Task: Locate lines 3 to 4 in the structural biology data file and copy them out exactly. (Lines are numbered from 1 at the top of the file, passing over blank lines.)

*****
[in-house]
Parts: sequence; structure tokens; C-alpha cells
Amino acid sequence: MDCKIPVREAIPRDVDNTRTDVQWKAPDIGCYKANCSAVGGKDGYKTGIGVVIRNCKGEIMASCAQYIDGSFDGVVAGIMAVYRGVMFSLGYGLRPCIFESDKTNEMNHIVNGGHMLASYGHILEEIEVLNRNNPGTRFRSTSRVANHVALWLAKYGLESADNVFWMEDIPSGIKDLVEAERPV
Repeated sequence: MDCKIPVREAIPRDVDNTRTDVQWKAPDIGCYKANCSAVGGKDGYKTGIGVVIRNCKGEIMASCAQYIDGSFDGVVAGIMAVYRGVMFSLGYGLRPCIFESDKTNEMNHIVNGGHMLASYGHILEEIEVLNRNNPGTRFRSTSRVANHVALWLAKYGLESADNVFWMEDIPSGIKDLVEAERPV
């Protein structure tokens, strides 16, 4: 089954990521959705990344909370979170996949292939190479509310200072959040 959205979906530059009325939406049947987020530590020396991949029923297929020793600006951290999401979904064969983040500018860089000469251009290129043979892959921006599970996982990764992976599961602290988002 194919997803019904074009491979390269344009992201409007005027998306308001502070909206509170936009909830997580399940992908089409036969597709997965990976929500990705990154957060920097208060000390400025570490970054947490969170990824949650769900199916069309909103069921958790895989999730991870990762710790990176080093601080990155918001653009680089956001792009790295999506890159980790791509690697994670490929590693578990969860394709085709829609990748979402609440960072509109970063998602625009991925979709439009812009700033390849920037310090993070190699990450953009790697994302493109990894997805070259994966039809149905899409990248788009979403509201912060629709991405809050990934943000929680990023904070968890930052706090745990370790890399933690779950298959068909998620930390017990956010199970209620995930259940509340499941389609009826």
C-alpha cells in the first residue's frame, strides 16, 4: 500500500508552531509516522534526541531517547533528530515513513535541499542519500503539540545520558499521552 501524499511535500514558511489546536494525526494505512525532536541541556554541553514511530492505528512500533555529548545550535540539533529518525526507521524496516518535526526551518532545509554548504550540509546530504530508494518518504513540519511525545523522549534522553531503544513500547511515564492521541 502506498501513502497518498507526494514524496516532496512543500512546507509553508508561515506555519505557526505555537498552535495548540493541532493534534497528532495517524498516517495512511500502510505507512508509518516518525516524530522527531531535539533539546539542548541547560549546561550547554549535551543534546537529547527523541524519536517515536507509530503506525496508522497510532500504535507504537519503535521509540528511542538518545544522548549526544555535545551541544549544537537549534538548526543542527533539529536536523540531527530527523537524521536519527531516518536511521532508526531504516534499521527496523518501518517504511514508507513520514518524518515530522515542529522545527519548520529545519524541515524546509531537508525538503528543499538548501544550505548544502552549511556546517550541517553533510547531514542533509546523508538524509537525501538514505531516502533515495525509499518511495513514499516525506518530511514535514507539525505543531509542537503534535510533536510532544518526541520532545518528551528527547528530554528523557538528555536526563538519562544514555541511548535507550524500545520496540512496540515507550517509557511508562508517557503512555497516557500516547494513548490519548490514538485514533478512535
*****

Amino acid sequence: MDCKIPVREAIPRDVDNTRTDVQWKAPDIGCYKANCSAVGGKDGYKTGIGVVIRNCKGEIMASCAQYIDGSFDGVVAGIMAVYRGVMFSLGYGLRPCIFESDKTNEMNHIVNGGHMLASYGHILEEIEVLNRNNPGTRFRSTSRVANHVALWLAKYGLESADNVFWMEDIPSGIKDLVEAERPV
Repeated sequence: MDCKIPVREAIPRDVDNTRTDVQWKAPDIGCYKANCSAVGGKDGYKTGIGVVIRNCKGEIMASCAQYIDGSFDGVVAGIMAVYRGVMFSLGYGLRPCIFESDKTNEMNHIVNGGHMLASYGHILEEIEVLNRNNPGTRFRSTSRVANHVALWLAKYGLESADNVFWMEDIPSGIKDLVEAERPV